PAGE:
By Len Monheit
In reviewing trade communication, product launch strategies and event participation lists, I’m struck by the jockeying for position that goes on at so many levels of our industry value chain. We see companies expanding their Intellectual Property positions on ingredients as much as finished products, (although sometimes I think that news about a new patent being awarded is being abused as an opportunity to title your patent or application with something that the FTC (Federal Trade Commission) most likely would never allow in advertising). We see organizations struggling to reach dominant category position through educational websites and community building exercises, and observe the usual investments in presentations at industry events to pitch emerging science, or as is sometimes the case, to mask blatant advertising through the use of scientific terms.
Yet the world is hungry for new and improved functional products. We hear this from the investment community; we see it in the behavior of mid to large size ingredient companies actively seeking acquisitions, or a direct expansion of their product portfolio through in-licensing or other deals. And we notice it in the activities of manufacturers hungrily seeking that winning product that will leapfrog them over their competition.
I’m intrigued to watch the most recent and certain to be upcoming, product introductions in our North American marketplace. This past week, Swiss ingredient company Linnea SA rolled out HMRlignan™, (7-hydroxymatairesinol) from the Norway spruce (picea abies). The product is an enterolactone precursor, touted to offer similar health benefits to lignans from other sources, but at a lower dose, dose cost and with higher efficacy.
In this product introduction, there are several observations that might be meaningful for the future overall growth and prospects on the ingredient side:
- This introduction has thus far been a rather meticulous process, with milestones including a successful 2004 NDI notification, pending GRAS affirmation process, a background of clinical data (various phases and models).
- Rather than a de novo product introduction, the approach has been to leverage whatever awareness exists regarding the health benefits of lignans, focus the science, especially around bioavailability, and then develop a production cost impact and present this as a key message. (“Here is what it costs per dose”, the style of message understood in both food and pharma models.) Note: We’ve been predicting that bioavailability and the scientific platform to prove bioavailability will be critical messaging and provide differentiation opportunities for ingredient and finished product companies.
- This licensing relationship (between Finland’s Hormos Medical and Linnea) is not a new type, but we’re seeing more collaboration and licensing as well as interest in this business growth model, proven in other sectors like pharma and biotech.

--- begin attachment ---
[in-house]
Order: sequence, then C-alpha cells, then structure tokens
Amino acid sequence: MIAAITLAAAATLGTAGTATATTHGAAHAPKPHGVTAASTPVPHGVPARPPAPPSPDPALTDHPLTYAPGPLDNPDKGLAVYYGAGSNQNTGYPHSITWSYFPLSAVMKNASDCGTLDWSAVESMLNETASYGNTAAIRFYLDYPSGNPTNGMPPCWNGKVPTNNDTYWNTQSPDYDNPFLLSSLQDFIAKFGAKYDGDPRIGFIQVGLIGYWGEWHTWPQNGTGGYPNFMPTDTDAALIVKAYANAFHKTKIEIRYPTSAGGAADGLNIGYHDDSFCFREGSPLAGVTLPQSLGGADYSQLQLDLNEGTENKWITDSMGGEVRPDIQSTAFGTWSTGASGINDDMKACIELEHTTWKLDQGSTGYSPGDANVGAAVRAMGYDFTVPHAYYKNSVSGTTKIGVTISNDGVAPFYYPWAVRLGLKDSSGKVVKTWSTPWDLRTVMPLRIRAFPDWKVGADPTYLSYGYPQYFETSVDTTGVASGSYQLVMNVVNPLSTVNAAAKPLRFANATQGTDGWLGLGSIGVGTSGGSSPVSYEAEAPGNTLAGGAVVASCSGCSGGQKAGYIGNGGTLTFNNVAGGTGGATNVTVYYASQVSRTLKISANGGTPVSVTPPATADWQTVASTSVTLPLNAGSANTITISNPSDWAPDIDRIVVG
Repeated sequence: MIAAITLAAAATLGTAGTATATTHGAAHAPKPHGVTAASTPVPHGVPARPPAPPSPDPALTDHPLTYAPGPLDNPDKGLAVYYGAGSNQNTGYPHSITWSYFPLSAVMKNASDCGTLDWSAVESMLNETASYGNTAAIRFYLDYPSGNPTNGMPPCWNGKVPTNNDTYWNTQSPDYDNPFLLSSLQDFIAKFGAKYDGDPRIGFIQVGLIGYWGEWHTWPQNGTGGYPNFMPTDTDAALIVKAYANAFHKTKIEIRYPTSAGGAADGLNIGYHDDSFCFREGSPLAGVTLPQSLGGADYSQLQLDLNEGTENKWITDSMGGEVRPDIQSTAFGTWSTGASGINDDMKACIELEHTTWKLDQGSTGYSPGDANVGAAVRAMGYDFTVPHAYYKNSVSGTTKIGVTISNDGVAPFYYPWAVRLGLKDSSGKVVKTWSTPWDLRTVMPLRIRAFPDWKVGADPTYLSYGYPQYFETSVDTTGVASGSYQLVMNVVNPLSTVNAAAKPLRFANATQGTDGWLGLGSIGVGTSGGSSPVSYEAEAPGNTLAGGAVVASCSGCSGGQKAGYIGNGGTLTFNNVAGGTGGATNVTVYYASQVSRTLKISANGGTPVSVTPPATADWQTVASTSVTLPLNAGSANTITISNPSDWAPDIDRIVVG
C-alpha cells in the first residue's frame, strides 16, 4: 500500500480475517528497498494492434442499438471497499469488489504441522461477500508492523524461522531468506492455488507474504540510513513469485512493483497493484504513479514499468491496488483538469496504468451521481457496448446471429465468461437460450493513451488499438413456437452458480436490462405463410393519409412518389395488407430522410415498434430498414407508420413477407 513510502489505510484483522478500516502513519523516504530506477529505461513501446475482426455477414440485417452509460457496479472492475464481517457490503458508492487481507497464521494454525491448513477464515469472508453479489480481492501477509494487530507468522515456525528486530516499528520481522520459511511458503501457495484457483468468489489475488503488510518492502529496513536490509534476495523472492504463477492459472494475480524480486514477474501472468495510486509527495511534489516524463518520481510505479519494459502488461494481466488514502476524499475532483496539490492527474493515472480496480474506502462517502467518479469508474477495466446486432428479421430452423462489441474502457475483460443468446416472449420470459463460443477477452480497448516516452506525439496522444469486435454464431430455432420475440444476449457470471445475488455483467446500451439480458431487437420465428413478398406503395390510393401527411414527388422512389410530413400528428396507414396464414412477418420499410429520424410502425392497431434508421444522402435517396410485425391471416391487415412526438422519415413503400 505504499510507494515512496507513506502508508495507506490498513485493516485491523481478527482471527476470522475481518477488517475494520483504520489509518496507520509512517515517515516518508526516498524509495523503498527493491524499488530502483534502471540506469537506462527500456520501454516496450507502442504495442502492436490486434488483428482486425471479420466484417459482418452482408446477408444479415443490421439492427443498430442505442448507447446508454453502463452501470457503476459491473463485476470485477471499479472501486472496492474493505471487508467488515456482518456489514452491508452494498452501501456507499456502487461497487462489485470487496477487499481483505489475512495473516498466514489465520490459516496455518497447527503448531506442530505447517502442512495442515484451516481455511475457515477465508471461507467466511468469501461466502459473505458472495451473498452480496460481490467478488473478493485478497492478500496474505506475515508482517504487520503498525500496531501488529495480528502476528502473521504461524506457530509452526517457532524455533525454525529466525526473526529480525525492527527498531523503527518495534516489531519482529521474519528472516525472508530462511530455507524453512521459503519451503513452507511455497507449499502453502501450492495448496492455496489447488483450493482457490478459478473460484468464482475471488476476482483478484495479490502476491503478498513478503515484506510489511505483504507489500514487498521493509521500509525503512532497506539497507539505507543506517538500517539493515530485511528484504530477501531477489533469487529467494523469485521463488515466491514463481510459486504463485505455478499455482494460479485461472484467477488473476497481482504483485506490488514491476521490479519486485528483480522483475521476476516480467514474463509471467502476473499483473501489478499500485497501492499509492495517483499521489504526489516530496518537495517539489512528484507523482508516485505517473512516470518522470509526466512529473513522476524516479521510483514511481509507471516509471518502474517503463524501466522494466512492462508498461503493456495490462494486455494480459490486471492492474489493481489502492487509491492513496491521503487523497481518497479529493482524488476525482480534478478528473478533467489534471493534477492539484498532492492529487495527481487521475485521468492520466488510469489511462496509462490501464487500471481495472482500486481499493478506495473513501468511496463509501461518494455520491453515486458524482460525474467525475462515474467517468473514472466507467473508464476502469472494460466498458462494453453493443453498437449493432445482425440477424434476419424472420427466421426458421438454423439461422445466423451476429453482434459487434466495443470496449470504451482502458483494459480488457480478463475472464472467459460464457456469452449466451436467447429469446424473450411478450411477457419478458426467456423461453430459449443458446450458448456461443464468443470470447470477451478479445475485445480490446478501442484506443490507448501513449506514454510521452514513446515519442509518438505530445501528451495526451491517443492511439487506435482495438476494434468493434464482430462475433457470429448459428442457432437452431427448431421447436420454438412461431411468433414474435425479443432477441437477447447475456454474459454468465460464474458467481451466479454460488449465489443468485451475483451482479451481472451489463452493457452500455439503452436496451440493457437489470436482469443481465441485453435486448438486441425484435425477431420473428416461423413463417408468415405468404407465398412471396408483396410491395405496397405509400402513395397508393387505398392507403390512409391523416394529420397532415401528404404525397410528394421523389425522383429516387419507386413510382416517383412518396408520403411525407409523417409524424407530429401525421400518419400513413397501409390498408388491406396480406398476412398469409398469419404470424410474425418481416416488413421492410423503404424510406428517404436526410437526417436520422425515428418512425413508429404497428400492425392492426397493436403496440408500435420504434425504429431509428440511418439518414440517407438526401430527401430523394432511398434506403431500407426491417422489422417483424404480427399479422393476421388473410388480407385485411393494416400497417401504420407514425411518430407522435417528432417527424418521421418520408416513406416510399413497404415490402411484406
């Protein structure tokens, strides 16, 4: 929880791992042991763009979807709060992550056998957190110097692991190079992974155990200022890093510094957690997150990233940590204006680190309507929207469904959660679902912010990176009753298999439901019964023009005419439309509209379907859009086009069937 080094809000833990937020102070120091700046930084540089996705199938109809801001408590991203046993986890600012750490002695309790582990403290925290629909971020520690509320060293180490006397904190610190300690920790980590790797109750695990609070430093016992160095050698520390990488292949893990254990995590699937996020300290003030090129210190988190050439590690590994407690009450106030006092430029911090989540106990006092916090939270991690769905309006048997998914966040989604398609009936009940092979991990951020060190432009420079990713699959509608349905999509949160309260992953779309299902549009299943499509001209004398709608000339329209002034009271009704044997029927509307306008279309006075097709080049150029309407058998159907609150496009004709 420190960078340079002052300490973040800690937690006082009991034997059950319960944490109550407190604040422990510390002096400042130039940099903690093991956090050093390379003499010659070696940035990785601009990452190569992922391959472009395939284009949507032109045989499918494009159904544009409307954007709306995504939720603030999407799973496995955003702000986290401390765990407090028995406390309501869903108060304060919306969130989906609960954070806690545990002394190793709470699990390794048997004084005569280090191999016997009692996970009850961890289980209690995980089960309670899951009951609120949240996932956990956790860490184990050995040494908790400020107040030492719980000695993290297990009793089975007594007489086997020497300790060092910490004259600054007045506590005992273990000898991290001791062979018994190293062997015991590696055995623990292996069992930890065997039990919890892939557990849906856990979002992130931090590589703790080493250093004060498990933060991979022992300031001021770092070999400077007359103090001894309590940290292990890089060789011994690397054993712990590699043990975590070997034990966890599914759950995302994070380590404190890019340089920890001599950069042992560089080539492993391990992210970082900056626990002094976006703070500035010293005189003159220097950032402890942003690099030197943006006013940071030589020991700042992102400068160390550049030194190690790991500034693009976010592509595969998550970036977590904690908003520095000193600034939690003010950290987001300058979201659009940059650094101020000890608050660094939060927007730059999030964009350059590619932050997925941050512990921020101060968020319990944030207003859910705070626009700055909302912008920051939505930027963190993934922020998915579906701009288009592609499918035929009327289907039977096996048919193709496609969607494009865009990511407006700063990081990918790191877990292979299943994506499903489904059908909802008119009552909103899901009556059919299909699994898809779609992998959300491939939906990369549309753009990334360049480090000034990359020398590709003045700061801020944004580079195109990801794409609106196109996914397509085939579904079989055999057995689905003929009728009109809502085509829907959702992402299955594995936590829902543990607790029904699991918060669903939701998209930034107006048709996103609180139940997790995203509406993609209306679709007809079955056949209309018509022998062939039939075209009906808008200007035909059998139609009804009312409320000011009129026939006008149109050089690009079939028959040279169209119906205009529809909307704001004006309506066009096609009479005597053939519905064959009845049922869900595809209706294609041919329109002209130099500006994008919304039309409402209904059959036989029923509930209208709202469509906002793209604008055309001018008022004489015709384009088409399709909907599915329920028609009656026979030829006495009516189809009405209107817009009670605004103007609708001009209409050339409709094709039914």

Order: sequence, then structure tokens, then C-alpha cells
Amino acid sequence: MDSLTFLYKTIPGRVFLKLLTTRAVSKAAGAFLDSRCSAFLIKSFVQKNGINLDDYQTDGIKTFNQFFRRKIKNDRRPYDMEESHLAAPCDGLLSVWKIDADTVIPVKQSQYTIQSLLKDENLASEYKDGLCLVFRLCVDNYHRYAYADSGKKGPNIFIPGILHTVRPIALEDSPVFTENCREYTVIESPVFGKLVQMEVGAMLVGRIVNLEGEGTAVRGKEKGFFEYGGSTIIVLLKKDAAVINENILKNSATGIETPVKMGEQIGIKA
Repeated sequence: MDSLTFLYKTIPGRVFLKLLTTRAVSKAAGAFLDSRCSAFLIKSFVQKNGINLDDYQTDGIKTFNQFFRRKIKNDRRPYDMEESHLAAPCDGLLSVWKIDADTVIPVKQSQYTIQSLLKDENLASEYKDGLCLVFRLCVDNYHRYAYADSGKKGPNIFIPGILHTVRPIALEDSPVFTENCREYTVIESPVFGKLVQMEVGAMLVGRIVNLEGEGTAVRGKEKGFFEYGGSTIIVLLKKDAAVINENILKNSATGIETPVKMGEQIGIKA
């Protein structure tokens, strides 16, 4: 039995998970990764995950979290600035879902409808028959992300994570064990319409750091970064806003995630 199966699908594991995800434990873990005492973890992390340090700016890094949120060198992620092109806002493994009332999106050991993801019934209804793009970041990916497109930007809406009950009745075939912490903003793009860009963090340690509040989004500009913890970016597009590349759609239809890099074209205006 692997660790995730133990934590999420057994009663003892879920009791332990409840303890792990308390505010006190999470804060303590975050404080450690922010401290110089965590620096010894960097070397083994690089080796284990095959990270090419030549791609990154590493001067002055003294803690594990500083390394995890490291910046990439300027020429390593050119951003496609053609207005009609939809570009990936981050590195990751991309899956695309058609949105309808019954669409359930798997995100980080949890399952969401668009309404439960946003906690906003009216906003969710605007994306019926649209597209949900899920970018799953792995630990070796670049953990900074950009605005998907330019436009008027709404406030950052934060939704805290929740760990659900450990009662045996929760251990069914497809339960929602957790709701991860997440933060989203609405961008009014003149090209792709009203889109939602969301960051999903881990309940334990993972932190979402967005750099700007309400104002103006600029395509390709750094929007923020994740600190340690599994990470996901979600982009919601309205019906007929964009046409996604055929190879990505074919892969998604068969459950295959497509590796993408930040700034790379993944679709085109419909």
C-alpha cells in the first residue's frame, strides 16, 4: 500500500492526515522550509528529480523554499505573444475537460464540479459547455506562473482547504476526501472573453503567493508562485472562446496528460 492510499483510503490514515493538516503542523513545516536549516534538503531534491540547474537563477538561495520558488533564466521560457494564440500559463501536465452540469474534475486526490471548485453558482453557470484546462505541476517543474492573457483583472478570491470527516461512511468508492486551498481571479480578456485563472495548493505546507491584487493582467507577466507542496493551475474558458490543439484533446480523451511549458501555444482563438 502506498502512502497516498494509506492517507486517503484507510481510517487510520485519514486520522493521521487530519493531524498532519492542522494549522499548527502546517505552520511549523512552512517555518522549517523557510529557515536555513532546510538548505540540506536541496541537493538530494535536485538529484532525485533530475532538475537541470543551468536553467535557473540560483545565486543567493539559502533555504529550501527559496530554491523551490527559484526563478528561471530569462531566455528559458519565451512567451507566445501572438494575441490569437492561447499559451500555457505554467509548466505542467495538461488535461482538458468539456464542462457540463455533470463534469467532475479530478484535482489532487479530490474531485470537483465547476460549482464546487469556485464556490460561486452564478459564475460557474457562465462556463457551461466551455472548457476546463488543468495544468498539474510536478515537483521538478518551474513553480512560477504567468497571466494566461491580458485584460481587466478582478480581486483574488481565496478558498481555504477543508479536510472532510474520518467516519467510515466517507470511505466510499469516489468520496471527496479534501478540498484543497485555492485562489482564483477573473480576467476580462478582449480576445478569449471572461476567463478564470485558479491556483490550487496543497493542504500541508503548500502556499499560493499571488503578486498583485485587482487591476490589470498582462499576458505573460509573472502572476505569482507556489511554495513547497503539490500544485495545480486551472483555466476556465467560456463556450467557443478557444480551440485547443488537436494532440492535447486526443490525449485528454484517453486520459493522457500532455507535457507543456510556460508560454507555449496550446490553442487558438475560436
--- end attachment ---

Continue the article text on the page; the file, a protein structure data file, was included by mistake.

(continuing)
- The development and use of an educational website as part of the program, to be a platform, reinforce the science and health message and to support entire category building is becoming more predominant.(http://www.hmrlignan.com/)
- The challenge has and always will be in messaging. In this case, the challenge is two-fold. With multiple health targets, cardio, prostate, breast and menopause, what will the priority and strategy be to avoid confusion or the perception that you’re pitching a ‘magic bullet’? Secondly, how do you present both product and the benefit in appropriate scientific terms? What is the awareness level of ‘ligans’? How deep down the value chain can you take that word? And in the over-simplification of the science that almost certainly must occur, what critical elements will be lost?
Let’s put this into a bit of context. New products are being introduced – many offering both a health benefit as well as a technological/cost benefit. (lumping in dose cost, bioavailability etc.). Creative relationships meeting evolving needs are being formed. In product introduction, science and marketing are ideally operating hand-in-hand. And companies are making heavy commitments in order to ideally garner category domination, whether the category is defined as an ingredient class or a health condition.
Consider the upcoming Health Foods conference in Washington next month. Cargill Health & Food Technologies, fresh off major displays and investment at IFT where healthy ingredients and related messaging were a very minor subset of a major food industry event, has invested to become the title sponsor, featuring their Corowise™ ingredient. (http://www.npicenter.com/anm/templates/newsATemp.aspx?articleid=13315&zoneid=37) Essentially, the obvious objective is to associate the tip of the convergence point (health + food) with Corowise™, and to do so in a much smaller event where it is HEALTH + food rather than FOOD + health. I would expect companies to seek out other convergent point opportunities where early adaptors are likely to gather, and would expect event organizers to create many more of these opportunities.